In early 2009, when GM and Ford were stumbling toward uncertainty and the Detroit auto show had all the glitz of an insurance convention, no one could have imagined that the Motor City would ever again produce cars like the GT350 and the Grand Sport. But it’s well known that car companies can be at their best when they’re anxious about keeping the lights on. Both of these cars came from a hunger to prove that world-class virtue can be more than marketing talking points. And so, eight years after the doom and gloom, we have these two unimaginably good V-8 machines and a $64,000 question. Believing that there’d only be space for one of these cars on the list, our staff was divided, with the GT350’s backers on one side and the Grand Sport’s on the other. In the final summation, each car had the votes to clinch its spot, but the rift helped us arrive at a deeper understanding of both. Last year, the Corvette missed the 10Best cut after the C7’s two-year run. Perhaps the intoxicating influence of the 650-hp Z06 would have helped the Corvette gain enough votes for another year, yet by then GM had raised the price above our $80,000 cap. Enter the Grand Sport, which mates the regular Corvette powertrain to the chassis of the mighty Z06 while avoiding a major price increase. You can park a GS in your driveway for as little as $66,445, exactly $10,000 more than the base car and nearly $15,000 less than the Z06. To keep the price semi-attainable, the Grand Sport uses the Corvette’s naturally aspirated small-block V-8. A dry-sump 6.2-liter unit with 460 horsepower, this pushrod engine spins to its 6600-rpm rev limiter with ferocity. It has gobs of power. Every stomp on the accelerator requires you to take in a lungful of air to counteract the shove of the V-8’s fierce torque and instant response. Celebrate it. Hear it transform organic molecules into motion, warmth, and smooth purrs. It’s a welcome reprieve from a world turning to narcoleptic turbo fours that refuse to redline.
Painted red with big white stripes running down the center, the Grand Sport and the GT350 might as well be draped in Old Glory. Both models differ from their lesser kin with broader fenders that cover up wider tires. Neither car has many surprises inside. We’re accustomed to both, from the Corvette’s smell of polyester resin to the Mustang’s huge touchscreen and toggle switches. Ford uses standard Recaros that fit as if they’re custom-made. Chevy asks $1995 for its Competition Sport seats, but we prefer the standard chairs.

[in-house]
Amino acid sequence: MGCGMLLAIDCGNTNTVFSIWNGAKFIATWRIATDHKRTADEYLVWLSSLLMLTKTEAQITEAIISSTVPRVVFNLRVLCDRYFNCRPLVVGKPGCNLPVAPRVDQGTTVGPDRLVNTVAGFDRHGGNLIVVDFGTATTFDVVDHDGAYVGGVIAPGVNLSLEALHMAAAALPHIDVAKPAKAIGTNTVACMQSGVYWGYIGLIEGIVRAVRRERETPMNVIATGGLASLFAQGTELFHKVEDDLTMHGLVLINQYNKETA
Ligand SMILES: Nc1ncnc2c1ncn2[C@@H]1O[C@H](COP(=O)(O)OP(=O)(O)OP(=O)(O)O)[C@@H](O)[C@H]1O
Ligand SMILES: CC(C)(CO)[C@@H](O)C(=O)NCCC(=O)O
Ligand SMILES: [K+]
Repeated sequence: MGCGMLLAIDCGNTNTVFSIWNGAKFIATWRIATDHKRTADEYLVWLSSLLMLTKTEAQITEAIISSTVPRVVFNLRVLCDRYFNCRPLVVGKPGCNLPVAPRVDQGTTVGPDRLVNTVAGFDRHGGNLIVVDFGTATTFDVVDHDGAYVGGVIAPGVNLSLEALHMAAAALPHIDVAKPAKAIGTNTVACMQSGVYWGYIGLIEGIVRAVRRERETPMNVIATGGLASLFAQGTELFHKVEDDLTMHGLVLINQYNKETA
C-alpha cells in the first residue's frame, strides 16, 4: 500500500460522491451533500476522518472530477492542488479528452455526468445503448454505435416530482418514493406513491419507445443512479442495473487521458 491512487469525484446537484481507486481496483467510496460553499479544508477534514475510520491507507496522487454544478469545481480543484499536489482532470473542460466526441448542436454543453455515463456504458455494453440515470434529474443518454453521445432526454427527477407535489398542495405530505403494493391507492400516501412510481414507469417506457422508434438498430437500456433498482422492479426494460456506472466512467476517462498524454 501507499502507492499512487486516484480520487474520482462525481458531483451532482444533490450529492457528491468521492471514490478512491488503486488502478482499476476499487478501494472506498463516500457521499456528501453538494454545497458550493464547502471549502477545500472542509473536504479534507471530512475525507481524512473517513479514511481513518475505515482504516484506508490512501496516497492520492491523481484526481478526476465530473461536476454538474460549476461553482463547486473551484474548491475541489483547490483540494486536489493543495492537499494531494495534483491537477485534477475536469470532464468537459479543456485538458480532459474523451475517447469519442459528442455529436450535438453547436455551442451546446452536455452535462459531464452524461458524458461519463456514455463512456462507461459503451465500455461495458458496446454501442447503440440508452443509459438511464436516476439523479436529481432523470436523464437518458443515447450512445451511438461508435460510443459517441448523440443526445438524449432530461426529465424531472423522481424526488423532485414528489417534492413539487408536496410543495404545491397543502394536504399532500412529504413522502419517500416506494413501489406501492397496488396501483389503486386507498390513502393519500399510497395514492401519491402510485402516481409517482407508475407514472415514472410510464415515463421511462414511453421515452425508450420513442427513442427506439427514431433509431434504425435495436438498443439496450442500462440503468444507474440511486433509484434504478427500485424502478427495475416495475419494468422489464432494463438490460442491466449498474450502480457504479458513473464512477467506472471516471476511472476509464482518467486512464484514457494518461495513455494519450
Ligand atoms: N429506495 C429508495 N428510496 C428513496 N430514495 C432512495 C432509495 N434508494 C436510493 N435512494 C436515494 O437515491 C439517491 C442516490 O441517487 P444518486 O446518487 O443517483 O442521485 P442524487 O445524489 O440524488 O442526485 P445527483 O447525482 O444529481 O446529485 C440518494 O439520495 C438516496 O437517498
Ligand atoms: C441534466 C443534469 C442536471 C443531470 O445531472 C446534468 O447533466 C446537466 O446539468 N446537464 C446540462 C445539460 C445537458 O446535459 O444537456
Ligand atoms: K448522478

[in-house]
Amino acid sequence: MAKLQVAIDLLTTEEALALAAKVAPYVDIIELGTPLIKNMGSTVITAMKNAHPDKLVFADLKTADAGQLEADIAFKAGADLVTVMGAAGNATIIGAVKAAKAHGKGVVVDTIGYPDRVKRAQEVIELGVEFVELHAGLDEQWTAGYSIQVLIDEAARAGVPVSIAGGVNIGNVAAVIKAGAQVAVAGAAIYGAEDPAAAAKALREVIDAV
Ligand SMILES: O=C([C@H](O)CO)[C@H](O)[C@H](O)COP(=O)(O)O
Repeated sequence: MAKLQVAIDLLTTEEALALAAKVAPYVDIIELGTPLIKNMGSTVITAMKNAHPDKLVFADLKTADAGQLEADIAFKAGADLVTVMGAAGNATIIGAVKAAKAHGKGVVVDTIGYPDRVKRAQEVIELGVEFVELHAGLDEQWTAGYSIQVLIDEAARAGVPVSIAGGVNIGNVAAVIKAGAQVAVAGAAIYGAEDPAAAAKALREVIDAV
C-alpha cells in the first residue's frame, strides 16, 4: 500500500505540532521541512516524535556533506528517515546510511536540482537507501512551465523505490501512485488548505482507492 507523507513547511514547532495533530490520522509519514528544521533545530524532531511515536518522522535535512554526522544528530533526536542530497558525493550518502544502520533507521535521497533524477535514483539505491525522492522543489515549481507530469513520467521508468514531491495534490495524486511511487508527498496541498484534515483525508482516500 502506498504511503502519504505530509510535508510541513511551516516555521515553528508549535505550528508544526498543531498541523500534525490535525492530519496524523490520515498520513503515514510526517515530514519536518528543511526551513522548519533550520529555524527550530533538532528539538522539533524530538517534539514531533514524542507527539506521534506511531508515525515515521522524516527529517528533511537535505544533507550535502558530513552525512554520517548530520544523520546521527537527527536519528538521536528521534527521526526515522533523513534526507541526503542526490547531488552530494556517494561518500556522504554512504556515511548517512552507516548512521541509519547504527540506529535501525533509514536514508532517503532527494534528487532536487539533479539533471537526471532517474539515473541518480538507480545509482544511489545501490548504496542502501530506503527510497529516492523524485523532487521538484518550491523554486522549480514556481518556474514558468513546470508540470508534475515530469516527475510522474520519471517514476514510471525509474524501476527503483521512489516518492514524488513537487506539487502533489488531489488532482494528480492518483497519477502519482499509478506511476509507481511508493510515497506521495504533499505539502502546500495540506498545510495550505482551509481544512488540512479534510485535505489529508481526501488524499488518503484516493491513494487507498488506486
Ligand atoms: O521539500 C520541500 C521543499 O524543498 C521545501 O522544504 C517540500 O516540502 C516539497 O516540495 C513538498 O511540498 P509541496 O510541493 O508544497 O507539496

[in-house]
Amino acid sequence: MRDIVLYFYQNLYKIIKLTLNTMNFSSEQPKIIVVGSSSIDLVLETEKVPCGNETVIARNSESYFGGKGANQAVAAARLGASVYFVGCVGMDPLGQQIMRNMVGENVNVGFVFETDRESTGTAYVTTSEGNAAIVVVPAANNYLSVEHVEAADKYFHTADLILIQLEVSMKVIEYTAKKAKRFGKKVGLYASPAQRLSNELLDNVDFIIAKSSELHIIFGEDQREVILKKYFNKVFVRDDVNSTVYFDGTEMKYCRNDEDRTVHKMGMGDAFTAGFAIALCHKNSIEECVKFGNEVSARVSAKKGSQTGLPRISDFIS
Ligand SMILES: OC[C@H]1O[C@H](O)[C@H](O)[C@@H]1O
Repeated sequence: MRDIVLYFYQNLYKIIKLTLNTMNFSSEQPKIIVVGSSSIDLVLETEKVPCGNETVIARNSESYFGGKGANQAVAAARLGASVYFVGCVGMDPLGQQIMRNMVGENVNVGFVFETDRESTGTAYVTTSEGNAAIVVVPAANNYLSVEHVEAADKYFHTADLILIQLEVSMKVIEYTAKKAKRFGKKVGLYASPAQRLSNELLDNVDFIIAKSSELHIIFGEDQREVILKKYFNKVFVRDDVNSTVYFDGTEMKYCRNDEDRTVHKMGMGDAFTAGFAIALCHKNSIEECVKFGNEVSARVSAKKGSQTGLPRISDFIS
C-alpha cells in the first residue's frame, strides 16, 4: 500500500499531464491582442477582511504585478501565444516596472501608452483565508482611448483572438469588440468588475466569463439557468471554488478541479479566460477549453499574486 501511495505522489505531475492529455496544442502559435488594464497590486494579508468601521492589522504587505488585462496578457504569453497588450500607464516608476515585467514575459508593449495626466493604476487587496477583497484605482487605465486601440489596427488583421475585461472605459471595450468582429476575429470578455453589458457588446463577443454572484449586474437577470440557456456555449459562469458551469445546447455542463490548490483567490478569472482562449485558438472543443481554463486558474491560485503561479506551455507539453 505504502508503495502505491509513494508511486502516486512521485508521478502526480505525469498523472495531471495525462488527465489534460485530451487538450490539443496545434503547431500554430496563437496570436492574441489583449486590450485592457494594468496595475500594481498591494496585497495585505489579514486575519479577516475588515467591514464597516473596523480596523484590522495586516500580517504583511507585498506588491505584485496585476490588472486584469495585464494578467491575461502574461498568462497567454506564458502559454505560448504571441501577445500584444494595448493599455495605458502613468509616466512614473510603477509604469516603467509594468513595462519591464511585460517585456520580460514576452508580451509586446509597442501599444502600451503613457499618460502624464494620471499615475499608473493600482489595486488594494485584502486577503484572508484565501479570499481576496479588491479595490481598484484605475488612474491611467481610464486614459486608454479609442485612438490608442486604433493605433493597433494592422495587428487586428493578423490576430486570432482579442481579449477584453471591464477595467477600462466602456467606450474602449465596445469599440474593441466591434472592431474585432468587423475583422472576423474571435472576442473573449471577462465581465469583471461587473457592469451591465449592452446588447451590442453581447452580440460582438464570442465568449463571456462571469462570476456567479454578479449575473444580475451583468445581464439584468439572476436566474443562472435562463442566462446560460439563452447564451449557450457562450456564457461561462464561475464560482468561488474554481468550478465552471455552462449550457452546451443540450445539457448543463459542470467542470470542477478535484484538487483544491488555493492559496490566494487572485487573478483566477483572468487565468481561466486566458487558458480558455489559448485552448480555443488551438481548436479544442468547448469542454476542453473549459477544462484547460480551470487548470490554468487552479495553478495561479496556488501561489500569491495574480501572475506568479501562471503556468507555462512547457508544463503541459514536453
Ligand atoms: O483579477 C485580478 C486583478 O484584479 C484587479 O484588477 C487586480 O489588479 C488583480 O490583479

While some seats may be optional on the Grand Sport, the serious hardware—magnetorheological dampers, an electronically controlled differential, and the Z06’s larger brakes—comes standard. For the rare occasions when Michelin Pilot Super Sports aren’t enough, the track-ready Pilot Sport Cup 2 tires and carbon-ceramic brakes of the Z07 package will knock your cochlea into the creek. Even without the Z07 package, stops from 70 mph take 136 feet, and grip on the skidpad is an unbelievable 1.13 g’s. These are supercar numbers that move into the hypercar realm when the Vette is equipped with the Z07’s exotic rubber and brakes. In the real world, it’s nigh on impossible to regularly tap the Grand Sport’s potential.
A GT350R is a 1.10-g car, but the plain GT350 that Ford sent us this year has less cling, just 0.98 g. But this “low-grip” GT350 has more than enough stick to eviscerate our 13.5-mile loop. Its handling limits are approachable and usable. Perhaps you’ve seen videos of Mustangs leaving car shows with disastrous results. Chalk it up to lack of skill. If you know what you’re doing, there’s simply no treachery to this chassis (or that of any new Mustang); it does what you expect of it safely, predictably, and obediently.
Part of the appeal of the 10Best loop is that it’s as unsettling as stepping on a Hot Wheels in the dark. In short order, the lumpy and bumpy asphalt exposes chassis-tuning compromises. To get a Mustang to 0.98 g, Ford fits stiff springs and adjustable dampers and steamroller-wide rubber. The resulting ride is impossible to ignore in this setting. Deputy editor Daniel Pund, who placed the GT350 just outside his 10Best list, said: “I may have been more willing to accept the GT350’s overly stiff ride when it was the hot new thing last year. But I can’t ignore that it was actively trying to throw me off the road.”
Even with a 1.13-g chassis, the Corvette’s magnetorheological dampers and spring rates offer more compliance and a slightly calmer experience. It’s gifted—possibly too gifted—with grip and composure that can make it seem aloof. Throwing this supercar down a narrow byway like our 10Best loop requires a frustrating amount of restraint. The solution is to go faster, but what this car really needs is a track. It’s the complete opposite of a narrow-tire car like the Mazda MX-5 Miata, which slips and grips and remains engaging even at lower speeds. “Too much for the road,” became a common refrain as editor after editor stepped out of the Corvette. Life beyond 1.10 g’s is both a blessing and a curse.